1. First of all, these are the key moments when all campers and team leaders get together:

  • Assembly: when after a very long and busy day all campers and team leaders get together, stand in a circle, sing, share our impressions of the day and information for the day to come. This is an important moment when we can say, “Thank you” to somebody for this day: for help, support, or for tasty meals, interesting workshop, etc. The children are very responsible and feel thrilled with the opportunity to thank somebody. They also learn how to accept gratitude.
  • Joint camp candle. At night, when we all gather in one candlelit room, in an atmosphere of mutual trust, children and adults recite verses, sing songs, play various instruments and read their own stories. Here everybody feels that they may share their most secret thoughts and be heard.


    2. Moments when a family gets together:

    • Family candles. It is the time when you get together with the other members of your family to discuss the day, to take time to get to know one another better, to share joys and sorrows in a close circle or just to do something good and pleasant together.
    • Family presentations. Holding multiple presentations, drama performances, celebrations, and fairs.


      These two boys were working on their assignment for a whole year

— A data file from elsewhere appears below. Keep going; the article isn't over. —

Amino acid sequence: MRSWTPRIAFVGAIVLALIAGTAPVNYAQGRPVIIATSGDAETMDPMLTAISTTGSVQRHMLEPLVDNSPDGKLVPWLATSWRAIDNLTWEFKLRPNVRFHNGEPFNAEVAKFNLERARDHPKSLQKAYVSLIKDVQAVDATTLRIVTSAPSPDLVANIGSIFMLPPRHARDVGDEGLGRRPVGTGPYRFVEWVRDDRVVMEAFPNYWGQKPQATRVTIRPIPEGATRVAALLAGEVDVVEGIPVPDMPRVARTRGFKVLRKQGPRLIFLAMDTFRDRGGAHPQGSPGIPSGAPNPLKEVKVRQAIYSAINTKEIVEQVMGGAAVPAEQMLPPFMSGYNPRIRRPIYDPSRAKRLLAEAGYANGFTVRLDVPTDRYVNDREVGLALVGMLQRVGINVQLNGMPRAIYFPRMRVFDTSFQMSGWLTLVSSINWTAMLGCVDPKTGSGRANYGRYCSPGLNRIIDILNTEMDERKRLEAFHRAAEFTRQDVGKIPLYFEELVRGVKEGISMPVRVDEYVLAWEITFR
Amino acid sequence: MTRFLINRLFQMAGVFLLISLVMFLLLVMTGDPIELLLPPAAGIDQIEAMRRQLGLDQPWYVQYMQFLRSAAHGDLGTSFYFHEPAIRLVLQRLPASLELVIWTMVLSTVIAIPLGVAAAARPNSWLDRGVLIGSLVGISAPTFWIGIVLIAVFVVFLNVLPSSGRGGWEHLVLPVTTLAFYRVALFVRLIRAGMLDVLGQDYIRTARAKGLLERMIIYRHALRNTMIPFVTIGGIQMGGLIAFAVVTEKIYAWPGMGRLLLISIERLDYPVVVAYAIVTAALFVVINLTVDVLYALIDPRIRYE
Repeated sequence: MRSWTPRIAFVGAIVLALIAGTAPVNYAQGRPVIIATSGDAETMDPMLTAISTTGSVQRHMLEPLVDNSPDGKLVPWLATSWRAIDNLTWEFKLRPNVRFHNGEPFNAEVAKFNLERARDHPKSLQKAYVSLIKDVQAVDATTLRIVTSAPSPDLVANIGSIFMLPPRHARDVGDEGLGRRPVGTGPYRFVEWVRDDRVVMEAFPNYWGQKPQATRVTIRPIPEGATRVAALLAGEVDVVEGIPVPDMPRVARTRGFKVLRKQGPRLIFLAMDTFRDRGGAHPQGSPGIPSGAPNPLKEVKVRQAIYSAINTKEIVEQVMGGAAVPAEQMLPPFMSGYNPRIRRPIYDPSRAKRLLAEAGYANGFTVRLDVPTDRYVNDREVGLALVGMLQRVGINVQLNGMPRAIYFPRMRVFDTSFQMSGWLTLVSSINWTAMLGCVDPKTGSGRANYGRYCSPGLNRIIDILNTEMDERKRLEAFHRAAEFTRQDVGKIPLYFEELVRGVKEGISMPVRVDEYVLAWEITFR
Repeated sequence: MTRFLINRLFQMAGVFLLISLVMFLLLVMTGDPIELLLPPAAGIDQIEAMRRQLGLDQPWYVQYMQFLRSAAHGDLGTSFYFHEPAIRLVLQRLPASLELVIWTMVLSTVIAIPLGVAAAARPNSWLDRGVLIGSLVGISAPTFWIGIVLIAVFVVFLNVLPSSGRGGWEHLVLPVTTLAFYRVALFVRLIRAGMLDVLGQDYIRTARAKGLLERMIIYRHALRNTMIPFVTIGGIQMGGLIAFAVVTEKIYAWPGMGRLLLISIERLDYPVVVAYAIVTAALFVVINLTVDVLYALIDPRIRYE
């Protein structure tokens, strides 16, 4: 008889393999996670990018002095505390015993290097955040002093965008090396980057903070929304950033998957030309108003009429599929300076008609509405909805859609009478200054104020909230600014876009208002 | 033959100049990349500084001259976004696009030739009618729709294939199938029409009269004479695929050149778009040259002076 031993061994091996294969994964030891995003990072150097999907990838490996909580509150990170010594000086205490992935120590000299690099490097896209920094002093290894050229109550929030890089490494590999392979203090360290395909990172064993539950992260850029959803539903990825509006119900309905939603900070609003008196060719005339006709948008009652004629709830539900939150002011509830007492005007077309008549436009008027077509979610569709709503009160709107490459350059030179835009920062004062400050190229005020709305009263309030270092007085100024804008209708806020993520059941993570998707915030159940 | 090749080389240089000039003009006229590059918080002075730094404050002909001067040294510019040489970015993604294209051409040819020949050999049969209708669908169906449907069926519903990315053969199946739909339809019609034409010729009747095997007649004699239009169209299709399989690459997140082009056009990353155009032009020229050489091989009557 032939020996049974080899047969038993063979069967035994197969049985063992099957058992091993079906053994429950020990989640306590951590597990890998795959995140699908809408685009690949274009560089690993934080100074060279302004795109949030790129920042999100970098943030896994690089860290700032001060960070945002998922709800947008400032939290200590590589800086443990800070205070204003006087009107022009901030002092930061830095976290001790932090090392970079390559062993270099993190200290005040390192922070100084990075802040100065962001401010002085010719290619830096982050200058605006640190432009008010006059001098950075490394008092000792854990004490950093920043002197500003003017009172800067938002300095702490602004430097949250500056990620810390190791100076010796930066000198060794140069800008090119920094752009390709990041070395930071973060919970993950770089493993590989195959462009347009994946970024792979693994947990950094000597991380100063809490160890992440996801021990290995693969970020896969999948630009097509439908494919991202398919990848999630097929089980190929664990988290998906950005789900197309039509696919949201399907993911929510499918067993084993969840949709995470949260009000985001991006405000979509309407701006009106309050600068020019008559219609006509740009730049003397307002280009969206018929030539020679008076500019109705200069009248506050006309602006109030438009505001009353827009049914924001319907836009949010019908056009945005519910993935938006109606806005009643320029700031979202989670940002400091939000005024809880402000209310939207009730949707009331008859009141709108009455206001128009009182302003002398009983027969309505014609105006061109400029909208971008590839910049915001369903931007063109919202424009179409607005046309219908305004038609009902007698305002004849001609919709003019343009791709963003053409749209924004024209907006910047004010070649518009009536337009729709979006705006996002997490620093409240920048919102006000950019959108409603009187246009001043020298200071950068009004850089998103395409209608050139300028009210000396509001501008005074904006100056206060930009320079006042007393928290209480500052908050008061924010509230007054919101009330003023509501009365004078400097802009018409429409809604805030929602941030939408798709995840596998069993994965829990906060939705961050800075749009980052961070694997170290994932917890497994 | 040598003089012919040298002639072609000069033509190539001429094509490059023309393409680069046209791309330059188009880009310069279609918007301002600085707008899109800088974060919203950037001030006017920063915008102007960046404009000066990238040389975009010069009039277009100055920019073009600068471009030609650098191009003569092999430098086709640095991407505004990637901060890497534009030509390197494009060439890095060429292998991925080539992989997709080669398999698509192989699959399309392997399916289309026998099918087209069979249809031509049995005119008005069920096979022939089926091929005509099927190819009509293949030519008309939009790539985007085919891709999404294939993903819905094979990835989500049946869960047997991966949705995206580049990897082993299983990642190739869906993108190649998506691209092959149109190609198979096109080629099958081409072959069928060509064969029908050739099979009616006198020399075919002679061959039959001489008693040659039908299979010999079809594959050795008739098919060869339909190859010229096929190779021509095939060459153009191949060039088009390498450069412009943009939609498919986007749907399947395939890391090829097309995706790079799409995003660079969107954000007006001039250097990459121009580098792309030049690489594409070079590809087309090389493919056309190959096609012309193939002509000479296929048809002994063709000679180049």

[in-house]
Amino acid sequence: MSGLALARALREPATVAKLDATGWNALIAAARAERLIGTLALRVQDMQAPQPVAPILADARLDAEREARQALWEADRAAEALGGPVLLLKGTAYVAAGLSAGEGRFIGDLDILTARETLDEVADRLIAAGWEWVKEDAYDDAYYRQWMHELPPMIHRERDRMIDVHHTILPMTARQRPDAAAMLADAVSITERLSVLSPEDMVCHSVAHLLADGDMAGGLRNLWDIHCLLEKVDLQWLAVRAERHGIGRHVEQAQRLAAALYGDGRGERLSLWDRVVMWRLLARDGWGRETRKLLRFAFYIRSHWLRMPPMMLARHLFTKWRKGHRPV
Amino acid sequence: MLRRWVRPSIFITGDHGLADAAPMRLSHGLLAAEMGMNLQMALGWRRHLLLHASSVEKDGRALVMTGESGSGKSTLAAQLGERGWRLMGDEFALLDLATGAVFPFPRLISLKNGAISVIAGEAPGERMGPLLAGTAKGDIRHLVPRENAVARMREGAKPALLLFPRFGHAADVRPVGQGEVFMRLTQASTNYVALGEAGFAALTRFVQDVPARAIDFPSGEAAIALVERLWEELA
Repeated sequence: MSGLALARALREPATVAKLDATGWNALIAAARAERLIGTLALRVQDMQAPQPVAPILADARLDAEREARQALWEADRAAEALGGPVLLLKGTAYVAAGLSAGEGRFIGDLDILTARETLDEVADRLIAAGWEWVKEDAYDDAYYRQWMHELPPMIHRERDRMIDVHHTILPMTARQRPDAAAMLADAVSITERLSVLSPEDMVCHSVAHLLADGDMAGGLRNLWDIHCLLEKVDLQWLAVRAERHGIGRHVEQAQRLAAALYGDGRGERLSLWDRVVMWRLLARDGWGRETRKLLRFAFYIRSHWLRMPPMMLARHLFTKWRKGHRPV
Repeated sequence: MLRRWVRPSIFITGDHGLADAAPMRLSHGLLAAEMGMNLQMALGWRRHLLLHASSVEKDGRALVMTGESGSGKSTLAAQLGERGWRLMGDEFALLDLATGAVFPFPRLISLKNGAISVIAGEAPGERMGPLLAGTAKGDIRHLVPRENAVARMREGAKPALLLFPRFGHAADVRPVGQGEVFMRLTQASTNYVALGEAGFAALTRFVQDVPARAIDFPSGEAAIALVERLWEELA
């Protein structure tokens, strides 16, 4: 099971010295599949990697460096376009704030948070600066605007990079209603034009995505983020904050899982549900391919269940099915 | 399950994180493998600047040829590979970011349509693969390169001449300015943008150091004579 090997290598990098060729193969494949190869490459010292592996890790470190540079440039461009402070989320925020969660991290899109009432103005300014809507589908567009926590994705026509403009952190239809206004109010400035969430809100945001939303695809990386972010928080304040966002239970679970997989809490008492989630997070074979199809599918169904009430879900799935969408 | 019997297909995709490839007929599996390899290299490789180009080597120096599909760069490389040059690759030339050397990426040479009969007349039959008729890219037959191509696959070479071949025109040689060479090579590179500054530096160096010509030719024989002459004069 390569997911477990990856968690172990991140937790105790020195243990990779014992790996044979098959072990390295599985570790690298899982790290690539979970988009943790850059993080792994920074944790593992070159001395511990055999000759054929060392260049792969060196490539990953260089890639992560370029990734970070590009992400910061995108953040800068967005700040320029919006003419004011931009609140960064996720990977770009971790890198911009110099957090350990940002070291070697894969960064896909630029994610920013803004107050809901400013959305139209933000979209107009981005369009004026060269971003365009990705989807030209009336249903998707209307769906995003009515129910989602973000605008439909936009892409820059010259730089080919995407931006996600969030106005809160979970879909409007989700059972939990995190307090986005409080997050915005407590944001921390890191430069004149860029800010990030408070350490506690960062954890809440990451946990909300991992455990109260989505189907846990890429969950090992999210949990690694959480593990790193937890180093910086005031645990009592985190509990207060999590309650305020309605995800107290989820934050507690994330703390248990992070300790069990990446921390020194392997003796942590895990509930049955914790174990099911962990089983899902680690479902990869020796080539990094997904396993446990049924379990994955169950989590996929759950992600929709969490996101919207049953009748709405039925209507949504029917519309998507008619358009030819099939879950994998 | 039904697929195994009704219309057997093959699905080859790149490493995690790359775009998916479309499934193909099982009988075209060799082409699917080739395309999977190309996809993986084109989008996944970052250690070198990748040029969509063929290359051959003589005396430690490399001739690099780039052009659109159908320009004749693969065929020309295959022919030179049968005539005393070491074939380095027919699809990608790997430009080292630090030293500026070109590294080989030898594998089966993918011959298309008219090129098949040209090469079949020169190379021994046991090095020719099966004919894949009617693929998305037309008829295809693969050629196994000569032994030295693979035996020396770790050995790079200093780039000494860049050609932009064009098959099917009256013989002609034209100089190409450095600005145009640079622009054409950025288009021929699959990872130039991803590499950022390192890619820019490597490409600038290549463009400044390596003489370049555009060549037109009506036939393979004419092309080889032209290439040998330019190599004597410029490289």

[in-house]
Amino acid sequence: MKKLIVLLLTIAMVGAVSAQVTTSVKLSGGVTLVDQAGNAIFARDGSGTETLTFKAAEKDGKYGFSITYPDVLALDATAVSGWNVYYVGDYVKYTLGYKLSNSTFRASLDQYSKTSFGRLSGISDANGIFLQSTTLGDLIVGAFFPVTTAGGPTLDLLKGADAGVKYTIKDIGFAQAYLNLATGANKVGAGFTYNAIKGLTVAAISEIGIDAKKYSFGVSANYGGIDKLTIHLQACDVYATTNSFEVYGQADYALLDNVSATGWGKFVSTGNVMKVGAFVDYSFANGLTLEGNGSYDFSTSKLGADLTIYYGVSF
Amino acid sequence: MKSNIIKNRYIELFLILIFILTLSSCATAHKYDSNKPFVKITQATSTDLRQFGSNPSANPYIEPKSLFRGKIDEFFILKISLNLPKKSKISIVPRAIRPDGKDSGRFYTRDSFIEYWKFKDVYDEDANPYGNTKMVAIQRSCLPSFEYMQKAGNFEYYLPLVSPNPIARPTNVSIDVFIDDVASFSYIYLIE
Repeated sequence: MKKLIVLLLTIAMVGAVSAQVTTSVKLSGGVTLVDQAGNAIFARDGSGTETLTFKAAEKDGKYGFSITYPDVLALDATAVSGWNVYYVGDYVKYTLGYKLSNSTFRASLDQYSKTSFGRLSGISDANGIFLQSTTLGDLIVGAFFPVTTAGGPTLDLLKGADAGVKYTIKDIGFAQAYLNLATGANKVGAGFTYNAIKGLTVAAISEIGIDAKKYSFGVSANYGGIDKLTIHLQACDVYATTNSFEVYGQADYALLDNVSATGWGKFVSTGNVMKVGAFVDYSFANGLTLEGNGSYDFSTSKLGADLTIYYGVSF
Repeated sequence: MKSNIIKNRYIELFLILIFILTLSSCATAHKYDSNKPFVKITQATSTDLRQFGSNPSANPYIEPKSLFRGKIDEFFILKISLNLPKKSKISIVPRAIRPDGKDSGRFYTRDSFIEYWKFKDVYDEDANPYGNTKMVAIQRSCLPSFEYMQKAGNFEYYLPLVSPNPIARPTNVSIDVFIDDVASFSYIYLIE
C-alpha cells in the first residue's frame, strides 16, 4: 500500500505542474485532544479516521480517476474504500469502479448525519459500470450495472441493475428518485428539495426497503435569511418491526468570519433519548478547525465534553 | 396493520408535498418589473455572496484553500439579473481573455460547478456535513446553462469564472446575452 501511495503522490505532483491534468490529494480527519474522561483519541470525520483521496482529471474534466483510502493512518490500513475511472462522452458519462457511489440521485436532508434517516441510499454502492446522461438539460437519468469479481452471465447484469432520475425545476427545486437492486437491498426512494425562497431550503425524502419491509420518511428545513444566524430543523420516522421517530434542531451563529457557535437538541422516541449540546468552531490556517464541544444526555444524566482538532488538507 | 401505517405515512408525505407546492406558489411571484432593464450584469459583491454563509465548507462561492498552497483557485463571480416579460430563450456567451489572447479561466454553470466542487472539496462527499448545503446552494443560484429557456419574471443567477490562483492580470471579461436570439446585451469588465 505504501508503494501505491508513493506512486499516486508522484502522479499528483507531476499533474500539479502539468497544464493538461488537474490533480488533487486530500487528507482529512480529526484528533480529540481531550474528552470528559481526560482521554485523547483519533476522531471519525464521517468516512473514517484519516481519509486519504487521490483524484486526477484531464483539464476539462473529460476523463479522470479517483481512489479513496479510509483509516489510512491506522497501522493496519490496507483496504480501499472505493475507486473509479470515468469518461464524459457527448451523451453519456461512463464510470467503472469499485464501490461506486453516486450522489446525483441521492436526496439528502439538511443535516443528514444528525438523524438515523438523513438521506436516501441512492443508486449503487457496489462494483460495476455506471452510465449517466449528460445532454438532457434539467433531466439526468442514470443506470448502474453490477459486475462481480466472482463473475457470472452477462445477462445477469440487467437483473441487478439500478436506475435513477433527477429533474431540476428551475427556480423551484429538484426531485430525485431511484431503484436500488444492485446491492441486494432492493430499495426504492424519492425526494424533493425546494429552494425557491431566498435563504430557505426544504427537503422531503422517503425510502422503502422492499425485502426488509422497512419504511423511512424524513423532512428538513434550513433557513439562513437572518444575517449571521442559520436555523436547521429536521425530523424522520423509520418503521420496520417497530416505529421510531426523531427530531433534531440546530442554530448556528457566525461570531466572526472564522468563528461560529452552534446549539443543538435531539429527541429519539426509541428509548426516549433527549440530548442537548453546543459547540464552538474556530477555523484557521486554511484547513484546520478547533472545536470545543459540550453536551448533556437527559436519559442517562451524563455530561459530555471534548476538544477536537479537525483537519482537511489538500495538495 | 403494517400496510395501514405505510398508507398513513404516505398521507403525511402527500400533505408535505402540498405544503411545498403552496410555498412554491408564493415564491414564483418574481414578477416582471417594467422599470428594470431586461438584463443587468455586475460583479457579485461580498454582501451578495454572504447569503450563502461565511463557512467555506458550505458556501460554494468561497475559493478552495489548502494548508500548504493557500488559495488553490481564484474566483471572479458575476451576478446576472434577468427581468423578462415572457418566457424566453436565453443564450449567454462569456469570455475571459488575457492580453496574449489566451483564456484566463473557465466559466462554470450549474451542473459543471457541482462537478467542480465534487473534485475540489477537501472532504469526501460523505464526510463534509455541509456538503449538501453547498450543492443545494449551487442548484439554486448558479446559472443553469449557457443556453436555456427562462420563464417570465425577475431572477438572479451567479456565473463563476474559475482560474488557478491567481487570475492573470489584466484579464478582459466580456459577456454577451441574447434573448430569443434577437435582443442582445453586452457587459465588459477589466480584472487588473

3. Special camp days:

    • Korczak’s Day. This is truly a special day for each child and adult. It is the day when we get to know Korczak’s pedagogy, the history of our camp and, what is most significant, Korczak’s life. We are lucky to have Theo Cappon, member of Korczak’s Dutch Association Board of Directors, who served as Head of the Association for many years, and who works in our camp every year. Theo is a born public speaker, and he can reach out for everybody with his stories about Korczak. Both fidgety five-year-olds and inscrutable teenagers are all attention when listening to him. There was a long discussion about Korczak and his children’s death. Should we tell children about it? And if yes, then how? We decided that it is important, and death should not remain a forbidden topic. That particular year, on Korczak’s day, children were making lamps shaped like small ships to pay tribute to the children who were killed in various wars and war conflicts. Working on their lamps, the campers spoke about the right of children to have childhood; they also talked about the injustices of wars as unfortunately, this subject still remains highly relevant. In the evening, when Theo’s story was over, children became very quiet and went to the lake, lit their lamps and set them afloat in the memory of Korczak and the children who died together with him. Besides, on Korczak’s Day our campers wrote letters to the Russian Nash Dom. We did not expect that to be so important and interesting for children that their camp had its own history, that there was one more Nash Dom in some other country, and that the children were eager to establish contacts with it. These letters are sure to find the addressee.